- NSA constructed Google-type search engine to share surveillance data with US government agencies
- Lawsuit against Facebook, gains 60,000 supporters
- Australia-Indonesia sign 'no-spying pact'
This is ORG's Parliamentary and Policy Update for the week beginning 25/08/2014
If you are reading this online, you can also subscribe to the email version.
- 1 Official Meetings
- 2 NSA and GCHQ updates
- 3 Consultations and departments
- 4 International Developments
- 5 European Union
- 6 Commercial Stakeholders
- 7 ORG Media coverage
- 8 ORG contact details
There have been no official meetings this week.
NSA and GCHQ updates
Nearly 24 US government agencies had access to NSA surveillance data through Google-like search engine
New documents examined by The Intercept, show that the NSA built a 'Google' like system that allowed nearly 24 US government agencies to search and share 850 billion records on phone calls, emails, cellphone location and internet chats.
The search engine called ICREACH, apart from containing tons of foreigner's information, also contains what appears to be at this stage, information on millions of Americans. Under US law, the collection of American's data must comply with the Foreign Intelligence Surveillance Act under the authority of the United States Foreign Intelligence Surveillance Court (FISA court) (The Intercept).
Consultations and departments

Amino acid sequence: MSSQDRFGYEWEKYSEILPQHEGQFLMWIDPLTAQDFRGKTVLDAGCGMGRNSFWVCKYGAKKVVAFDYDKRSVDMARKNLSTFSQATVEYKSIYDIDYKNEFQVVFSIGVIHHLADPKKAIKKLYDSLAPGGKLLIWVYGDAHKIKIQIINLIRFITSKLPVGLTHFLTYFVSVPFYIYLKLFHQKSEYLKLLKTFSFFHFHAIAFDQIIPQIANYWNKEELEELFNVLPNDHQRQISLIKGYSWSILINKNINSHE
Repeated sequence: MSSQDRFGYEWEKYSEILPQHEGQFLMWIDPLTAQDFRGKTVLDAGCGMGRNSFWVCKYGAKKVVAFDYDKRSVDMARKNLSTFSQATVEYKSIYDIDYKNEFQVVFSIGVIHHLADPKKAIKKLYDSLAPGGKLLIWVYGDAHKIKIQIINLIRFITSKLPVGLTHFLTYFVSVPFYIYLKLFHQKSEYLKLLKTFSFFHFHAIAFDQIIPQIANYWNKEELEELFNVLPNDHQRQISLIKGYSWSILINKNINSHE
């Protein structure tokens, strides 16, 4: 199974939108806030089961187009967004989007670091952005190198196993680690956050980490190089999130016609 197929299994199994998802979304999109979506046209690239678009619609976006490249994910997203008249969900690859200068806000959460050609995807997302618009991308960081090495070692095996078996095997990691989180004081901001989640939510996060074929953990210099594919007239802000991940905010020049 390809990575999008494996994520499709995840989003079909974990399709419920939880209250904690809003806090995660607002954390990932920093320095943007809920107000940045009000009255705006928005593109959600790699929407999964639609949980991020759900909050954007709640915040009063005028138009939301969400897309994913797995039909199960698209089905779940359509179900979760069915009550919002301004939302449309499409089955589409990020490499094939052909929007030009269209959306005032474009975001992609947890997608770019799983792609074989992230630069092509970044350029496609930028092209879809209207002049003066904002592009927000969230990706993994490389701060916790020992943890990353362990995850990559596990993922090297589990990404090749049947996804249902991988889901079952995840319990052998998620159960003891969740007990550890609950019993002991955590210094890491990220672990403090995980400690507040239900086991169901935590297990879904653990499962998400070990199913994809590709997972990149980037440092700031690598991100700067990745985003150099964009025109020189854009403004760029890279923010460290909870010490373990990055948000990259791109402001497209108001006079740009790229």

A full list of open consultations and Parliamentary events can be found on our Events
Bank of England publishes discussion paper on availability of UK credit data
The Bank of England has published a discussion paper titled "Should the availability of UK credit data be improved?" The main aim of the paper is to discuss the availability of information in the commercial credit market.
It's available online in PDF form.
Australia and Indonesia sign 'no-spying' pact
Following revelations in November 2013 that Australian intelligence services spied on Indonesia's president, his wife and colleagues, the two countries have signed a 'Joint Understanding of a Code of Conduct' which says:
- 1. The Parties will not use any of their intelligence, including surveillance capacities, or other sources, in ways that would harm the interests of the Parties.
- 2. The Parties will promote intelligence cooperation between relevant institutions and agencies in accordance with their respective national laws and regulations (The Register).
EU regulation on e Identification and trust services for electronic transactions published
The European Parliament, on Thursday published the details of a regulation passed in late July 2014. One of the Regulation's aims is to harmonise the use of e-identification among member states and enhance the trust in electronic transactions within the internal market (europa.eu)
It says "In most cases citizens cannot use their electronic identification to authenticate themselves in another Member State because the national electronic identification schemes in their country are not recognised in other Member States. That electronic barrier excludes service providers from enjoying the full benefits of the internal market."
The full text is available online.
Lawsuit against Facebook gathers 60,000 users and makes procedural win
60,000 users have signed on to support the case which is claiming €500 in damages for each of the 1.32bn active users.
The lawsuit has passed its first review by Vienna's Regional Court, meaning that Facebook must now prepare their response (Reuters).
ORG Media coverage
See ORG Press Coverage for full details.